Expedition Leader Xavier Pastor has directed the Marviva Med into the Italian waters South of Sicily along the boarder of the African coast heading west from Tunisia towards Algeria. Within this region near Africa, very little is known about the activity of fishermen and fishing boats. Additionally, Xavier explained to the Oceana Team that the Italian fishermen continue the illegal practice of driftnet fishing. Now with two methods of fishing under surveillance (purseiners and driftnetters) our campaign and our scope of work has broadened to include evening watches — when the drift net fishing boats are active. Each member of the Oceana team was assigned two-hour watches in the bridge from 9pm to 7am.
Driftnets also commonly known as “Walls of Death” — and is an illegal fishing practice in the Mediterranean. These nets are very long and can easily drift for hundreds of kilometers in the open sea — entangling and killing everything that comes into contact with the net.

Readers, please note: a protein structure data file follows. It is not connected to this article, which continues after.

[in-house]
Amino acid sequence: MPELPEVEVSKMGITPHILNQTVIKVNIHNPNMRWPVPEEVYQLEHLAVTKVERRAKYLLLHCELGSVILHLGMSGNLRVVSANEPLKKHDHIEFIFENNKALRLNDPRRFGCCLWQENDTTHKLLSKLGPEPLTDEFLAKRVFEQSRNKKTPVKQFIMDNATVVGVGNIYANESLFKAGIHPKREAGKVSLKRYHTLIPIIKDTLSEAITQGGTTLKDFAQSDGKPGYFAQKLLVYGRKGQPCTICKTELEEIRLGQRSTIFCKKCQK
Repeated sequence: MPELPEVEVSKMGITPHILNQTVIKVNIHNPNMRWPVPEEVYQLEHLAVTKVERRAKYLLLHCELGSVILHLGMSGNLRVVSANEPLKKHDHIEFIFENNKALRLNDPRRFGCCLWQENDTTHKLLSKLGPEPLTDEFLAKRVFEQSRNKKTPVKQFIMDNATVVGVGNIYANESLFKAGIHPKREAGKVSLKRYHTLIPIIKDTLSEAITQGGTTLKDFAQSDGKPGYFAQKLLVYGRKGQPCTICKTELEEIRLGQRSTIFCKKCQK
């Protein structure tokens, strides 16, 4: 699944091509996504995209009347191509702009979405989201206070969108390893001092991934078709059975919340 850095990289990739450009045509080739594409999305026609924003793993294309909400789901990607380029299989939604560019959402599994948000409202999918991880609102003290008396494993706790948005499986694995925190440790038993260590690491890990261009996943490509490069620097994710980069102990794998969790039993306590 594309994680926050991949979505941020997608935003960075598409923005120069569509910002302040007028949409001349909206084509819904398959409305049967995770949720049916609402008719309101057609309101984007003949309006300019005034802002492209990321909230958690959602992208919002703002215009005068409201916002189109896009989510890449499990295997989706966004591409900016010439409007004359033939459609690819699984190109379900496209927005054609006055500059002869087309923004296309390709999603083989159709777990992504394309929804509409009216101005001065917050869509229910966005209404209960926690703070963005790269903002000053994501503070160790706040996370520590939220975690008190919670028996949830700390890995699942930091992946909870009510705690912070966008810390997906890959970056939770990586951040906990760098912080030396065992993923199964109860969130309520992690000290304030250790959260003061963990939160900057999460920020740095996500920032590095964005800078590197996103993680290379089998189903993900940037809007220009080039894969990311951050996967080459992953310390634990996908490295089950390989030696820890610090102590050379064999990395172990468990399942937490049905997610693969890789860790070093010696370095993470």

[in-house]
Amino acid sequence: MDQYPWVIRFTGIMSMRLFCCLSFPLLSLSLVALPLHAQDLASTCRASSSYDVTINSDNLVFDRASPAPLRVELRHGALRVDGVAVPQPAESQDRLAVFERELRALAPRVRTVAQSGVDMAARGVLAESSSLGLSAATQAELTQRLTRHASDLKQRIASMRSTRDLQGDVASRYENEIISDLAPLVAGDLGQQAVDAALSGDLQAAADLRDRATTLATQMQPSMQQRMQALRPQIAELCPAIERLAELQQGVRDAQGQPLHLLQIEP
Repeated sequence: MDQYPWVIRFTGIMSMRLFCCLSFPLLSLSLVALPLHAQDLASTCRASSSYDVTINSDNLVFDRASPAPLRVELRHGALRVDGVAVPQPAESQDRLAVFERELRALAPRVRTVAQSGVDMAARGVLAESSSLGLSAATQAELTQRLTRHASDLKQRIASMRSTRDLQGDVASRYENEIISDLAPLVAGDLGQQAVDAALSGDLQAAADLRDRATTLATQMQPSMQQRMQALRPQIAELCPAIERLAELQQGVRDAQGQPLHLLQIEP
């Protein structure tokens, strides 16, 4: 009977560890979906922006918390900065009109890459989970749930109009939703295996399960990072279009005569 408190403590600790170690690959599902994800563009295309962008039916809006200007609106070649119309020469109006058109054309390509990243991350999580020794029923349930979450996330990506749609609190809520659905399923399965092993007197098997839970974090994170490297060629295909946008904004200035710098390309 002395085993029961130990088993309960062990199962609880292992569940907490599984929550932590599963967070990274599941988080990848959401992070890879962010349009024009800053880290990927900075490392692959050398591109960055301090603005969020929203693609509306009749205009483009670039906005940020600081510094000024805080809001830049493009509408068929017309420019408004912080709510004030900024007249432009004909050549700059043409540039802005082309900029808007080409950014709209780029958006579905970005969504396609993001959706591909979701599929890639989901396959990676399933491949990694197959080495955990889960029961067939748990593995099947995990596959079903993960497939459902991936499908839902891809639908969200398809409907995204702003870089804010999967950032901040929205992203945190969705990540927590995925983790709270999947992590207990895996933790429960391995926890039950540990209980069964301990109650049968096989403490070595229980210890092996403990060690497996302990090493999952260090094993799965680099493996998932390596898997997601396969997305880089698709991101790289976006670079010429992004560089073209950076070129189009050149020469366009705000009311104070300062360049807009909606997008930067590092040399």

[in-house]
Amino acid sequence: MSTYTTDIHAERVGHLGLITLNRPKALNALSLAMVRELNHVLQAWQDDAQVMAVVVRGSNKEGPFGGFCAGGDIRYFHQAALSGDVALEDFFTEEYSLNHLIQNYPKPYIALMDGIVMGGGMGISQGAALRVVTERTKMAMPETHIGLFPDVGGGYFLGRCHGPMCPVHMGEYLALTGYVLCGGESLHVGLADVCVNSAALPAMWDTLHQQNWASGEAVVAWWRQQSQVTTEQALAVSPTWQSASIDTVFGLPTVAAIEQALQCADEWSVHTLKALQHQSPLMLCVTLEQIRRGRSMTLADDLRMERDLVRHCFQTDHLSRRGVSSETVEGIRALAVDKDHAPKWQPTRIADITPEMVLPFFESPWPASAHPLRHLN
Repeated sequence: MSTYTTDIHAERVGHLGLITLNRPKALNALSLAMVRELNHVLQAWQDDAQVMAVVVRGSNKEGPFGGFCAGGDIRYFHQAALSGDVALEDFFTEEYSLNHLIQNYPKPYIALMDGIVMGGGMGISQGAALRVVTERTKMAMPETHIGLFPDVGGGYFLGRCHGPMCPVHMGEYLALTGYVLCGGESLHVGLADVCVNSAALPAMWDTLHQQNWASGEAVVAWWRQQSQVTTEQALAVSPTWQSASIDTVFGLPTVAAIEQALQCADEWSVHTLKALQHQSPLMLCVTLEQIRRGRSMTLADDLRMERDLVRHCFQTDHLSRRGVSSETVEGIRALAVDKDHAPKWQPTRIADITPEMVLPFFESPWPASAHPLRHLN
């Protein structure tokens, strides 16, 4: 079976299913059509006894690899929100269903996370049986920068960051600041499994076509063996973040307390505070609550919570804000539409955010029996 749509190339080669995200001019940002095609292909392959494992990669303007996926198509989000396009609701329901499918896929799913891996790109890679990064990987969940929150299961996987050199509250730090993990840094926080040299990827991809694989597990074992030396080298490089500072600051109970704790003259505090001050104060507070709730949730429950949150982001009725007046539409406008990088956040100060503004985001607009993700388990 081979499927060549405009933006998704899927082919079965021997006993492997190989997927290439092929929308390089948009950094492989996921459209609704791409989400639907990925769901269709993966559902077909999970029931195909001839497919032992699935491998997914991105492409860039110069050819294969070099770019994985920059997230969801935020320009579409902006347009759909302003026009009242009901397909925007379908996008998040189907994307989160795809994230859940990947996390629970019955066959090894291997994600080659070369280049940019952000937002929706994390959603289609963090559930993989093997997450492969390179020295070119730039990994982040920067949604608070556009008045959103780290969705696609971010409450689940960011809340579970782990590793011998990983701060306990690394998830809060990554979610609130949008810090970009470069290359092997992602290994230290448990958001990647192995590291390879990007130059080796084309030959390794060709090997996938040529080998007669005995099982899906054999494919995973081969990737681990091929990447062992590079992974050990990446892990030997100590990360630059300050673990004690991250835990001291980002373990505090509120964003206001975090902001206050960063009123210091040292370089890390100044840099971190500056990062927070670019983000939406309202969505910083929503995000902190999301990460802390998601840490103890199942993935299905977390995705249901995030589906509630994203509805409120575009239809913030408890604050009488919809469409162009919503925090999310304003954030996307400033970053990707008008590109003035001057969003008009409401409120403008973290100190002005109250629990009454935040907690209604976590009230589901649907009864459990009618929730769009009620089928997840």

One of the many reason driftnet fishing is illegal is because their by-catch is frequently protected, threatened and endangered marine animals such as dolphins, whales, sharks, sea turtles, and many other precious sea creatures. Recognizing the destructive nature of this practice the United Nations in the 1990’s established an international moratorium prohibiting the use of driftnets. In 2002, they were banned by the European Union for all their boats operating in any waters. Unfortunately many boats continue to fish using the destructive driftnets.
At 8:30 pm when the sun was close to setting we observed from a distance a converted trawler, now an Italian driftnet fishing boat, Federica AII (7PA1860) pulling out of the water a tuna — and is without question an illegal practice of fishing.
By documenting and reporting these illegal-fishing activities to the press and government officials Oceana is able to have a positive impact on protecting our oceans. This season we are doing it in a joint project with the Fundación Marviva.